A controversial lord who suggested the North East was a “desolate” place ripe for fracking may be offered the chance to apologise by taking to the streets for the Great North Run.
Race organisers say they have been asked to see if they can get Lord Howell to act as an honorary starter.
But, they admit, with suggestions also coming in for Seb Coe, our Olympic gold medallists and entertainers Ant and Dec, the competition for the position is fierce.
The starter’s position is not offered lightly either, with the likes of Sir Bobby Robson, Alan Shearer and Jack Charlton all having previously sent runners on their way.
Calls for a Lord Howell start came after the peer described the North East as ideal for fracking, unlike parts of the “beautiful” South.
But The Journal revealed yesterday how the peer now claims he meant to say Lancashire, a problem for race organisers in another part of the country.
Last night Great North Run bosses said they would welcome any suggestions for a starter, although they could make no promises.
A Nova spokesman said: “In the light of the fracking publicity surrounding Lord Howell’s comments about the North East, we have received suggestions that he should visit the region to be official starter of the Great North Run and see how far wide of the mark he was in his ‘desolate’ description.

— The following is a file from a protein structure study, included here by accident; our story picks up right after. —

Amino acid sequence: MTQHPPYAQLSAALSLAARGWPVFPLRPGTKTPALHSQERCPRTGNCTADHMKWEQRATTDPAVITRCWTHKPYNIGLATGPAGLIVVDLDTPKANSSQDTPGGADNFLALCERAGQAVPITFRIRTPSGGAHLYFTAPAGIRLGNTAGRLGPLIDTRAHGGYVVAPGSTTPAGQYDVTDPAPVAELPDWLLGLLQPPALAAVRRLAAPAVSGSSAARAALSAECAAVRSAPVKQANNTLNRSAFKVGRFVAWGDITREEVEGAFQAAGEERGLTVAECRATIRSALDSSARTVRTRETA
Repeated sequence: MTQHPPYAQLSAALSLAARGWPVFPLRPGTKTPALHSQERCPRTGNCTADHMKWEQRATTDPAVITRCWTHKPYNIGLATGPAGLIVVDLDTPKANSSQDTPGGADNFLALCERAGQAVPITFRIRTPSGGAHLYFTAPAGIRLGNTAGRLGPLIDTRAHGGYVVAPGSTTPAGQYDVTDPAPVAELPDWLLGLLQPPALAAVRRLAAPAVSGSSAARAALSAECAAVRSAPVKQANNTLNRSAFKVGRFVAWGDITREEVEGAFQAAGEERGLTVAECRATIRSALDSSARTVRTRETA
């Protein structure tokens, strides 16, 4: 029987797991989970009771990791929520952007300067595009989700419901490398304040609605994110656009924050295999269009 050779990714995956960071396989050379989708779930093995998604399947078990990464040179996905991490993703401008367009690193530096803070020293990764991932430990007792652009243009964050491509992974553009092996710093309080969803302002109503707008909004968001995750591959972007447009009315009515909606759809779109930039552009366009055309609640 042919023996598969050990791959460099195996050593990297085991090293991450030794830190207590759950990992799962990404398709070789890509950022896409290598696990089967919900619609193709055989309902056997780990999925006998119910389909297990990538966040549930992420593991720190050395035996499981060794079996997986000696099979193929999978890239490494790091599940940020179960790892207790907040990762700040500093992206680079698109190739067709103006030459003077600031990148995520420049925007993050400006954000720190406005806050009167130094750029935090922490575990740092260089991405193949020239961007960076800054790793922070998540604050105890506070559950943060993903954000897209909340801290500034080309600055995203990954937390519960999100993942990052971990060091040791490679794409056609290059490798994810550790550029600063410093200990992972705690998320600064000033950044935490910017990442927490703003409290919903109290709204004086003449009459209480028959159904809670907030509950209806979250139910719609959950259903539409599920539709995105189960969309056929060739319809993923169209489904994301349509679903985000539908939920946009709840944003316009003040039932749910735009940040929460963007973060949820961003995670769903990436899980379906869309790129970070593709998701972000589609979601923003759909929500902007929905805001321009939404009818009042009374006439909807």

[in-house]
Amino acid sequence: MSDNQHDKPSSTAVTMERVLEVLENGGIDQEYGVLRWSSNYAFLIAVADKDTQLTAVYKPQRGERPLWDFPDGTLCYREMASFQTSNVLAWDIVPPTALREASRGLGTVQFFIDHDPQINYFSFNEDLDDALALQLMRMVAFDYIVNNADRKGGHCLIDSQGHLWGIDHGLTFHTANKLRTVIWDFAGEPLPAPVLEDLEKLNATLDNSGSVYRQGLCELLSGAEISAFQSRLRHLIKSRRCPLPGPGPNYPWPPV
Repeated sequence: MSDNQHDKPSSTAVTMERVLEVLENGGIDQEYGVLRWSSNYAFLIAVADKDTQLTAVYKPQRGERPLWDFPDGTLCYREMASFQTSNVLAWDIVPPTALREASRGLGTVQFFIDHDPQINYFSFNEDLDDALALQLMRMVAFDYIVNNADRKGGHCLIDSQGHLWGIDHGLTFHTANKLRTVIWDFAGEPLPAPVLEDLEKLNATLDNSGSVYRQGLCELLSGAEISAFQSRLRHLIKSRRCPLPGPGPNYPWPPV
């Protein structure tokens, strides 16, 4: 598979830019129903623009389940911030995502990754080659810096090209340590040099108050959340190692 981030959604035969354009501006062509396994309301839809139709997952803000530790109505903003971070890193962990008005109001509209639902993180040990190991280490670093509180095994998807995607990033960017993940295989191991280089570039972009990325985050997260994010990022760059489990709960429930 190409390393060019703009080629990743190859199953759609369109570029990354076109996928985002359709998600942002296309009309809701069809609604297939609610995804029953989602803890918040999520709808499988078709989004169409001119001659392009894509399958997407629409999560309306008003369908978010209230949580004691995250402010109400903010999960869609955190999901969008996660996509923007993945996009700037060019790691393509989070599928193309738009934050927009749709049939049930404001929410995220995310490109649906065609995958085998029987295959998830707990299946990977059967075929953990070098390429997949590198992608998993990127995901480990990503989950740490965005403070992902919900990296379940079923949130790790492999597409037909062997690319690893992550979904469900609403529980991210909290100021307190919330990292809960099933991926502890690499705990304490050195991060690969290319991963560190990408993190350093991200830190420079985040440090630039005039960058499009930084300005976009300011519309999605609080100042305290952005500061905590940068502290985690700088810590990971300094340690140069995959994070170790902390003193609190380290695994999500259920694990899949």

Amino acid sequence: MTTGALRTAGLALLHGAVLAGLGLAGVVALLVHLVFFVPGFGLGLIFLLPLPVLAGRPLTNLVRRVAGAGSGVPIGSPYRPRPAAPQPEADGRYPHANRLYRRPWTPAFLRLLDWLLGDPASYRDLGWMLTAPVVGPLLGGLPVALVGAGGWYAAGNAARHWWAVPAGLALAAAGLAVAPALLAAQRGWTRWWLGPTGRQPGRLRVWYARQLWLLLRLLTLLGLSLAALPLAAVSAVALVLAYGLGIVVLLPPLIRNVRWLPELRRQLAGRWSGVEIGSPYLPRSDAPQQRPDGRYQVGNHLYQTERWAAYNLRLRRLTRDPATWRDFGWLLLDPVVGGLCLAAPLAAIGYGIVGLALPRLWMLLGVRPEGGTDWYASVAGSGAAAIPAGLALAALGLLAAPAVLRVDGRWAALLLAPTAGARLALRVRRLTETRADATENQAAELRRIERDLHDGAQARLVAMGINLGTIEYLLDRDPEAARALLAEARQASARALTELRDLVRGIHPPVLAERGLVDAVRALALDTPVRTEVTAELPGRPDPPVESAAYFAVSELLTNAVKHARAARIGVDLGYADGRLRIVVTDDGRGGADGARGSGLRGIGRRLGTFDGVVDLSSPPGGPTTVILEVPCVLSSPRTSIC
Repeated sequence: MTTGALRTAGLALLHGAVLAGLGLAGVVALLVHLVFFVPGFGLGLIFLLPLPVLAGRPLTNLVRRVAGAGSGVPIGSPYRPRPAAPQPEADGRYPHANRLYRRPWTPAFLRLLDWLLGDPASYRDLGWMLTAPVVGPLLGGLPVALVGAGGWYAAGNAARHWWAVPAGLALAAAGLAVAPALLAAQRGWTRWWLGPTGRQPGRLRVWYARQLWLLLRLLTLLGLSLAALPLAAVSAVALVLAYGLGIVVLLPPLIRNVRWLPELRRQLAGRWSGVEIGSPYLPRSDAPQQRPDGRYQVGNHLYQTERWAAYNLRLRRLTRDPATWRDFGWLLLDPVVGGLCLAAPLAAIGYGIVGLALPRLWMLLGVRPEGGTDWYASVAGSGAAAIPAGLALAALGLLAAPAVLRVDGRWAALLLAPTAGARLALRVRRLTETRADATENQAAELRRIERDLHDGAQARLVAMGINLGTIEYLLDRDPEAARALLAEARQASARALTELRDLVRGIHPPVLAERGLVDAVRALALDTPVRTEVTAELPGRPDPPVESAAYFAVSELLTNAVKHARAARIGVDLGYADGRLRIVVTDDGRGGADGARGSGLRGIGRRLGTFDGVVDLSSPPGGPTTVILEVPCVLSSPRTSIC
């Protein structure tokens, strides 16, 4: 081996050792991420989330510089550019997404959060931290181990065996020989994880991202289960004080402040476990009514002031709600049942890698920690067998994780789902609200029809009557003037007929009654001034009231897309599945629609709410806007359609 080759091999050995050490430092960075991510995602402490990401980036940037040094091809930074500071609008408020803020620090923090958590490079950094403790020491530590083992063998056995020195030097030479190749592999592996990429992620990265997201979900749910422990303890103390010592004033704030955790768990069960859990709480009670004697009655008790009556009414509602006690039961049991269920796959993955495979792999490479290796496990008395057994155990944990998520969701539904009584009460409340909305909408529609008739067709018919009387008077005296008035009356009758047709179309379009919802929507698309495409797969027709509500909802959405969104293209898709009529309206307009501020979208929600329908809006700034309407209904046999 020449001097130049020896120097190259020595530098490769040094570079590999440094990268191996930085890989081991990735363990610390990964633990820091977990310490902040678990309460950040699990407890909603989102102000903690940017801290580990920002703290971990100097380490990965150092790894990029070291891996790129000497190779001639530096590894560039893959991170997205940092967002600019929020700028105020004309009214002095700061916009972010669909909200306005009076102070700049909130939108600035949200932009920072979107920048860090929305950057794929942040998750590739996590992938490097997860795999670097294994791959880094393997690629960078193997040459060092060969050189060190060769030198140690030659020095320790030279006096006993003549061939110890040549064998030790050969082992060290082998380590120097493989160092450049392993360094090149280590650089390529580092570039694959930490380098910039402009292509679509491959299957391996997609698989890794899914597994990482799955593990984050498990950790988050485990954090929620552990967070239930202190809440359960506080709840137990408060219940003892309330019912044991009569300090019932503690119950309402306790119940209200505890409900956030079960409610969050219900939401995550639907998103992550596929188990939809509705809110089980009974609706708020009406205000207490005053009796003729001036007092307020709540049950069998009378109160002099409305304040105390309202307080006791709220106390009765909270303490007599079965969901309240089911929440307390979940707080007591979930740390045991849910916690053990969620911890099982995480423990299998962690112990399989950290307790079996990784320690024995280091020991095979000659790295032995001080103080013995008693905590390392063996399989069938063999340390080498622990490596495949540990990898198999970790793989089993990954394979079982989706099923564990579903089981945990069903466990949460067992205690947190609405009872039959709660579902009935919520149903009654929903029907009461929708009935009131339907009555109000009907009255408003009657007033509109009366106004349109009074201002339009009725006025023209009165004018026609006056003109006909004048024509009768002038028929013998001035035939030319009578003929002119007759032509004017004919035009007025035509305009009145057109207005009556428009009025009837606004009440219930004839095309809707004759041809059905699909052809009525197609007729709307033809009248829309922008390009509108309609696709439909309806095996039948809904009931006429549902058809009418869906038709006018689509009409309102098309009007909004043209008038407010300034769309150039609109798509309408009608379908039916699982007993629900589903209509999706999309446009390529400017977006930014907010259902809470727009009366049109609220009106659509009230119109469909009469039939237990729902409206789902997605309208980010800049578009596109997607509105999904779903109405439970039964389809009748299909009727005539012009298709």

“It’s an interesting idea and we would welcome the views of Journal readers.
“They may suggest that he act as a pacemaker and set off alongsides the likes of Mo Farah and see if any of the North East runners can catch him!”
Tourism bosses have said they were overwhelmed by the messages of North East pride following the remarks.
Kate Priestley, chair of Northumberland Tourism, said: “They say no publicity is bad publicity and I hope the negative comments made by Lord Howell will result in a great many more people discussing exactly how spectacular Northumberland’s landscapes really are,” she said.
“Those of us who are lucky enough to live in Northumberland get to enjoy walks on beautiful, deserted beaches or through spectacular countryside with only the thriving wildlife for company. We hope that more people will now be able to share these experiences.”
John Riddle, chairman of Northumberland National Park Authority, added: “A third of Northumberland has protected landscape, making it one of the most beautiful and treasured places in the country.”